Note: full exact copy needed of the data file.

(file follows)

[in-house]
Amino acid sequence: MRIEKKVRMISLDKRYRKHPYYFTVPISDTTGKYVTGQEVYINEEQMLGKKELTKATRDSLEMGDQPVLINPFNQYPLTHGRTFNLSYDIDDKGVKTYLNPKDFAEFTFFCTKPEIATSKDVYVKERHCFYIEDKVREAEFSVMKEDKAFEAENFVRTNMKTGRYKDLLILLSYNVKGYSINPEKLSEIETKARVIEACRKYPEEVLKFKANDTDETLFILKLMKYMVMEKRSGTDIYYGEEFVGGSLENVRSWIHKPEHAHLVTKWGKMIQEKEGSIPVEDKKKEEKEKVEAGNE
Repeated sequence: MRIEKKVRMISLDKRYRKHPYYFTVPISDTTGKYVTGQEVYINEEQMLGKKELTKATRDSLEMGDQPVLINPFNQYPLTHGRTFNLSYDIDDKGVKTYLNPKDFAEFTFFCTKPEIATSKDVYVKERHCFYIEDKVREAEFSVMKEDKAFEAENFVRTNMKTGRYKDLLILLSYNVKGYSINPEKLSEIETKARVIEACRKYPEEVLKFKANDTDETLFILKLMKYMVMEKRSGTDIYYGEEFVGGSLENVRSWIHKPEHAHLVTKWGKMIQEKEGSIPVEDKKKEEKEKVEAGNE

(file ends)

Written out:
[in-house]
Amino acid sequence: MRIEKKVRMISLDKRYRKHPYYFTVPISDTTGKYVTGQEVYINEEQMLGKKELTKATRDSLEMGDQPVLINPFNQYPLTHGRTFNLSYDIDDKGVKTYLNPKDFAEFTFFCTKPEIATSKDVYVKERHCFYIEDKVREAEFSVMKEDKAFEAENFVRTNMKTGRYKDLLILLSYNVKGYSINPEKLSEIETKARVIEACRKYPEEVLKFKANDTDETLFILKLMKYMVMEKRSGTDIYYGEEFVGGSLENVRSWIHKPEHAHLVTKWGKMIQEKEGSIPVEDKKKEEKEKVEAGNE
Repeated sequence: MRIEKKVRMISLDKRYRKHPYYFTVPISDTTGKYVTGQEVYINEEQMLGKKELTKATRDSLEMGDQPVLINPFNQYPLTHGRTFNLSYDIDDKGVKTYLNPKDFAEFTFFCTKPEIATSKDVYVKERHCFYIEDKVREAEFSVMKEDKAFEAENFVRTNMKTGRYKDLLILLSYNVKGYSINPEKLSEIETKARVIEACRKYPEEVLKFKANDTDETLFILKLMKYMVMEKRSGTDIYYGEEFVGGSLENVRSWIHKPEHAHLVTKWGKMIQEKEGSIPVEDKKKEEKEKVEAGNE